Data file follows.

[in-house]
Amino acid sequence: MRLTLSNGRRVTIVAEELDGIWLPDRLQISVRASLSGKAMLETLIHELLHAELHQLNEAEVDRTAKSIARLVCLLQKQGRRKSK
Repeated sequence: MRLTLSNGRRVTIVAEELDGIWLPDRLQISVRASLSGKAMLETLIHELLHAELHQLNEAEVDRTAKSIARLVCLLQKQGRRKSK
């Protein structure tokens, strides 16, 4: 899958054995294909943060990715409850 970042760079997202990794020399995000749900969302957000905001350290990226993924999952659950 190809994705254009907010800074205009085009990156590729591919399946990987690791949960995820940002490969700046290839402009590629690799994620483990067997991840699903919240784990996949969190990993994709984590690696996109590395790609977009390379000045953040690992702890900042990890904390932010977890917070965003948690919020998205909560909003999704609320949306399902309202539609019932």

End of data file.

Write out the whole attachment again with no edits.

[in-house]
Amino acid sequence: MRLTLSNGRRVTIVAEELDGIWLPDRLQISVRASLSGKAMLETLIHELLHAELHQLNEAEVDRTAKSIARLVCLLQKQGRRKSK
Repeated sequence: MRLTLSNGRRVTIVAEELDGIWLPDRLQISVRASLSGKAMLETLIHELLHAELHQLNEAEVDRTAKSIARLVCLLQKQGRRKSK
């Protein structure tokens, strides 16, 4: 899958054995294909943060990715409850 970042760079997202990794020399995000749900969302957000905001350290990226993924999952659950 190809994705254009907010800074205009085009990156590729591919399946990987690791949960995820940002490969700046290839402009590629690799994620483990067997991840699903919240784990996949969190990993994709984590690696996109590395790609977009390379000045953040690992702890900042990890904390932010977890917070965003948690919020998205909560909003999704609320949306399902309202539609019932």